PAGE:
Investors are starting to clamor about whether we have seen the low for 2022 or, at the very least, whether the lows we reached last month will hold for the next several weeks. In any case, however investors really should be looking for the best blue-chip stocks to buy.
In fact, no matter what the market is doing, investors really ought to be looking to buy the stocks of high-quality companies with strong businesses.
Sometimes during euphoric markets, poor businesses generate robust gains. But those are the very stocks that get decimated in bear markets.
At least the best blue-chip stocks tend to hold up to some degree amid bear markets. When those names do come under pressure, they usually provide investors with good buying opportunities.
|JNJ||Johnson & Johnson||$164|
Johnson & Johnson (JNJ)
Why is Johnson & Johnson (NYSE:JNJ) one of the best blue-chip stocks to buy? The answer is that the company continues to deliver, and the stock continues to show relative strength. Indeed, while the S&P 500 is down 22.4% from its high and 21.9% so far this year, JNJ stock is only down 10.3% and up 3.5% during those periods, respectively. So even though it, too, is struggling, it’s outperforming the benchmark index that most investments are measured against.
The company pays out a 2.75% dividend yield and just last month, its management announced a new $5 billion buyback plan and reaffirmed its full-year outlook. That’s talking the talk and walking the walk.
Then on Oct. 18, Johnson & Johnson reported fiscal third-quarter results that beat analysts’ average expectations on the top and bottom lines. Further, JNJ modestly boosted its full-year outlook. Trading at just 16 times earnings, JNJ stock is hard to ignore.
I really believe that Microsoft (NASDAQ:MSFT) is one of the best blue-chip stocks to buy, and I recently identified the “greedy price” at which investors should look to buy it if it ever falls that far.
The truth is, I’d be surprised but pleased if it did reach that $210-$215 level. The shares remain about 30% below their all-time high and were recently down as much as 37.3%. For many, that’s reason enough to buy this stock, even if its dividend does yield just 1.1%.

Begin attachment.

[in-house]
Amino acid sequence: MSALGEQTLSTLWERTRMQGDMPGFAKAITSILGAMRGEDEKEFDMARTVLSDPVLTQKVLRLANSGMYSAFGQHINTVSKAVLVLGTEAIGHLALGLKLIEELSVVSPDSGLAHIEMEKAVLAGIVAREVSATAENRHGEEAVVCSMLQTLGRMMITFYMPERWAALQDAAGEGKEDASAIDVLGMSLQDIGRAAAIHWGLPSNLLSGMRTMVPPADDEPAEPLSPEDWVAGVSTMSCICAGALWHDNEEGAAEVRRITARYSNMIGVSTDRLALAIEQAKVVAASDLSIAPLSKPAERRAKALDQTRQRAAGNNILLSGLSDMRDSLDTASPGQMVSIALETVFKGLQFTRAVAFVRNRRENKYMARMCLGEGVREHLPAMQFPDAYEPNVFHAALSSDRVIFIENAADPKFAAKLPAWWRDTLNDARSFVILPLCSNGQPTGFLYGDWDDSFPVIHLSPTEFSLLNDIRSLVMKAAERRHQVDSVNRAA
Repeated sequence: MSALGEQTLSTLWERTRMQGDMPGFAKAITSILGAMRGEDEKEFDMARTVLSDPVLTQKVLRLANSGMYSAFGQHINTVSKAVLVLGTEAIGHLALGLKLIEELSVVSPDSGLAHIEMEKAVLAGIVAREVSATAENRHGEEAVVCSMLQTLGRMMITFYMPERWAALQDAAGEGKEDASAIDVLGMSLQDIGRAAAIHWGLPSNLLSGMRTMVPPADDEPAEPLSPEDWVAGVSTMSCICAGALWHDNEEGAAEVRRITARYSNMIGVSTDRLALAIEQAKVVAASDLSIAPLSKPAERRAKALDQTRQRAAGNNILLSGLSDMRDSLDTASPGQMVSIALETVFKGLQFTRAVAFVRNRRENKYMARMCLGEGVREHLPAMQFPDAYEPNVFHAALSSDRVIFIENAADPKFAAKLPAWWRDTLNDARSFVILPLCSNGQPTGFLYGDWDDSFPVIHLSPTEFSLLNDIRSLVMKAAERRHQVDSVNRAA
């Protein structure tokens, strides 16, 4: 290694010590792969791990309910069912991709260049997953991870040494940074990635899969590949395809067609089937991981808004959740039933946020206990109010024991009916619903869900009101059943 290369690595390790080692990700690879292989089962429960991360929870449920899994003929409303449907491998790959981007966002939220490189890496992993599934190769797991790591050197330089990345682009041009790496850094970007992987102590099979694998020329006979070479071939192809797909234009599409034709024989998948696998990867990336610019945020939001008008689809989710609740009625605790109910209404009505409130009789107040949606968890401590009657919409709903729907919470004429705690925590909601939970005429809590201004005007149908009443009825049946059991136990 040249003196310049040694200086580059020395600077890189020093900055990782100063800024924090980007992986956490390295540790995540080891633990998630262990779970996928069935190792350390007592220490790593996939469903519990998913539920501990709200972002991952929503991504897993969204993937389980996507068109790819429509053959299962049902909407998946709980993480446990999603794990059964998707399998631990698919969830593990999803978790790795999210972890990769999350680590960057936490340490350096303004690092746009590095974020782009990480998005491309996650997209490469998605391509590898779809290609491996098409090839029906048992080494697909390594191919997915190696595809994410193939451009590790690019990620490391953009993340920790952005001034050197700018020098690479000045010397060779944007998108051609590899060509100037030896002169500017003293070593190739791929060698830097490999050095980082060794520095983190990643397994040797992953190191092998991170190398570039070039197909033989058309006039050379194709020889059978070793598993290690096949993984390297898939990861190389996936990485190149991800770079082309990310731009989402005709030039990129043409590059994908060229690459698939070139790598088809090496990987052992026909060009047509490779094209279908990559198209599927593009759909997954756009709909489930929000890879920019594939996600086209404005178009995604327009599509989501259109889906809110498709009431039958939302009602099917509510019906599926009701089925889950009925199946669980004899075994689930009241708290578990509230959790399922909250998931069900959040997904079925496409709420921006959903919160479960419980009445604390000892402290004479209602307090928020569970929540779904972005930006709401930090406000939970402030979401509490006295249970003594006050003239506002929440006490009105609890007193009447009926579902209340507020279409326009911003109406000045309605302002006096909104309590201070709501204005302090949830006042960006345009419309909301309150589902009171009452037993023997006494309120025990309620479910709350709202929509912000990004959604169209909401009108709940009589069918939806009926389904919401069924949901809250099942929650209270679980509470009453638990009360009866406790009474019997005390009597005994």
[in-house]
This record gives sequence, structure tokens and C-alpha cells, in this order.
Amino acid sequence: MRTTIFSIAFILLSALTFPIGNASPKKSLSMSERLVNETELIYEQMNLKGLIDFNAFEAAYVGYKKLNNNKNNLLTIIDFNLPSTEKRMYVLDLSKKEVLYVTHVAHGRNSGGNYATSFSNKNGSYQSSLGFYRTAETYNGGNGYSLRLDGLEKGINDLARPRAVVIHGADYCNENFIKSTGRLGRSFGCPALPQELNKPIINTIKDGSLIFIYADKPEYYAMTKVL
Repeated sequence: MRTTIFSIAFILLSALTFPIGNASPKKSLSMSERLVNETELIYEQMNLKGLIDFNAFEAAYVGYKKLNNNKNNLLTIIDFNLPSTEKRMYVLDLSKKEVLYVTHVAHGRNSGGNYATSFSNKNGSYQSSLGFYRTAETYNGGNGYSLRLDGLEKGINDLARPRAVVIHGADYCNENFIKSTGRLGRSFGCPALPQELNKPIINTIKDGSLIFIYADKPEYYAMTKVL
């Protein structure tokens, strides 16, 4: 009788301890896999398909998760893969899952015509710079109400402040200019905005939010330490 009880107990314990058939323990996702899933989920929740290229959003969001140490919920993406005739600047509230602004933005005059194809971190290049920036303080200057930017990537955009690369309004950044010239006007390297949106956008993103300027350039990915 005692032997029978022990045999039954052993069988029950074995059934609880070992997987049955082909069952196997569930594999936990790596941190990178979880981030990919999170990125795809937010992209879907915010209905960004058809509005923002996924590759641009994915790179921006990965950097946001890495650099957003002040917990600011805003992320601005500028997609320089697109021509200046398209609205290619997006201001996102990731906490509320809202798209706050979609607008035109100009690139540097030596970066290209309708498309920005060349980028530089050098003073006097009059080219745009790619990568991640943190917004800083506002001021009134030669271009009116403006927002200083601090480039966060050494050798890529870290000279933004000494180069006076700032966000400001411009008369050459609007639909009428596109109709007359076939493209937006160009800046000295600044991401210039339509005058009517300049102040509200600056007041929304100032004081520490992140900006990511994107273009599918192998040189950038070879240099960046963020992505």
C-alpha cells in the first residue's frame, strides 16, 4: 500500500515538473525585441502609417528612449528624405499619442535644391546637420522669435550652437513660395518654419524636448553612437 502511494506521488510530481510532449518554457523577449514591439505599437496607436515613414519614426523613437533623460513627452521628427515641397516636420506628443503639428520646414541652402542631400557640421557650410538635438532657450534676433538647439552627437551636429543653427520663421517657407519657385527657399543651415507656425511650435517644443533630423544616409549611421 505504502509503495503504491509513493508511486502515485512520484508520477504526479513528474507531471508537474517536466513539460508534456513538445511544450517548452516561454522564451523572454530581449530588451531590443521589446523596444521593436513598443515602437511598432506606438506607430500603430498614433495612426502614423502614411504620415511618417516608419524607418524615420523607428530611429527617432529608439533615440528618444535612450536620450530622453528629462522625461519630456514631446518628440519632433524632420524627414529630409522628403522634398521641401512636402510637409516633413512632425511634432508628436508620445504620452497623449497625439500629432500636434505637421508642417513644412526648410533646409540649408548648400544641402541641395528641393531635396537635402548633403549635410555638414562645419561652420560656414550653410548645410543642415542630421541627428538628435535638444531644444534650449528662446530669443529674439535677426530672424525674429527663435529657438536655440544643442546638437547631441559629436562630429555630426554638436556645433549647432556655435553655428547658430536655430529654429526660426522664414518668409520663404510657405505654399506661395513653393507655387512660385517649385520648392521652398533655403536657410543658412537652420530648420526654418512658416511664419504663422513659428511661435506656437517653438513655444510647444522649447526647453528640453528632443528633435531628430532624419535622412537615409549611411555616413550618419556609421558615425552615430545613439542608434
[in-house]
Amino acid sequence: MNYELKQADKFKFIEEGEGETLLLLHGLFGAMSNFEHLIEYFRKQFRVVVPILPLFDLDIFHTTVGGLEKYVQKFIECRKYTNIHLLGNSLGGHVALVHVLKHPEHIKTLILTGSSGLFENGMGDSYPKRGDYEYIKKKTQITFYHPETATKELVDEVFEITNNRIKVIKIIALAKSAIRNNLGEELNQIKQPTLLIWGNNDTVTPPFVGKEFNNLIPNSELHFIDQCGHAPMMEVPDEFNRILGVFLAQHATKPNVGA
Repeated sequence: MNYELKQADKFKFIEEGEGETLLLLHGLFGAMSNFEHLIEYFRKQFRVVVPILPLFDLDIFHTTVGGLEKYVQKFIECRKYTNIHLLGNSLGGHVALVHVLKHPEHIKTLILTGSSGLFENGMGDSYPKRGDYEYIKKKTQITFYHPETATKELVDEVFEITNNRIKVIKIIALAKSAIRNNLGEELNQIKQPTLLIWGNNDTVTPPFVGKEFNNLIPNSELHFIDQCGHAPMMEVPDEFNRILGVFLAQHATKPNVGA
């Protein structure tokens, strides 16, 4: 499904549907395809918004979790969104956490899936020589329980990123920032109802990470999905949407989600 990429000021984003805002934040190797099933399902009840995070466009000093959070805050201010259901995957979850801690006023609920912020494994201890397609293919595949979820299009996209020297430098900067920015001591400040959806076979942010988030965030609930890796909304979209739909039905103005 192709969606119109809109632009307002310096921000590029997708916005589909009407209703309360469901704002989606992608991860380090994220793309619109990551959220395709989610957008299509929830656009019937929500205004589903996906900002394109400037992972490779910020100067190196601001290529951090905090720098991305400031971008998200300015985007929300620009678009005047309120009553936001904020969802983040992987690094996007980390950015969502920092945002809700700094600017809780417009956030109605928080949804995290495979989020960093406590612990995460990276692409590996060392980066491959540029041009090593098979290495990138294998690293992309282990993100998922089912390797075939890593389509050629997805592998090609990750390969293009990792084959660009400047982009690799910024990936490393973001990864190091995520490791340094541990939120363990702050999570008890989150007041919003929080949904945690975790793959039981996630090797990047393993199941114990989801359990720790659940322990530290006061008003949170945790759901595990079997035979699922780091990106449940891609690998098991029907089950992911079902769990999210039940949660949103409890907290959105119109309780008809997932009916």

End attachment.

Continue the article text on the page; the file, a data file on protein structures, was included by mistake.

Not all blue-chip stocks pay a robust dividend, and that’s okay. Sometimes stocks are attractive because of the stickiness of companies’ business and the strength of their competitive advantages. Given how many industries that Microsoft dominates around the world, I believe it has a very strong business and competitive advantages.
Further, analysts, on average, expect the company to generate double-digit percentage earnings and revenue growth annually from now through FY26. In addition to the strong growth, Microsoft generates higher operating margins than all of the FAANG names.
Trading at roughly 22 times earnings, the stock is starting to look like a bargain given the quality of its earnings.
Cardinal Health (CAH)
I wanted to go with the obvious choice here — Apple (NASDAQ:AAPL) — but you’re not Googling the best blue-chip stocks to buy now to read about Apple. Instead, you want a fresh idea, something like Cardinal Health (NYSE:CAH).
With its $18.5 billion market capitalization, Cardinal Health isn’t small, but it does tend to fly under the radar. That’s especially true compared to the two other stocks on this list. That said, CAH is also the best performer of the three.
The shares reached all-time highs in September and are now just 1.5% below those highs! That’s impressive, given the state of the overall market. Further, the stock is up 37% this year and 43% over the past 12 months.
Its e dividend yield is approaching 3%, while the stock trades at a meager 13 times earnings despite this year’s rally. As for analysts’ average expectations, they call for roughly 9% revenue growth this year and 6.5% growth next year. On the earnings front, the mean estimates call for just 4% growth this year but almost 18% growth next year.
This is a name to keep on your radar and buy on weakness as long as the trend remains favorable.
On the date of publication, Bret Kenwell did not have (either directly or indirectly) any positions in the securities mentioned in this article. The opinions expressed in this article are those of the writer, subject to the InvestorPlace.com Publishing Guidelines.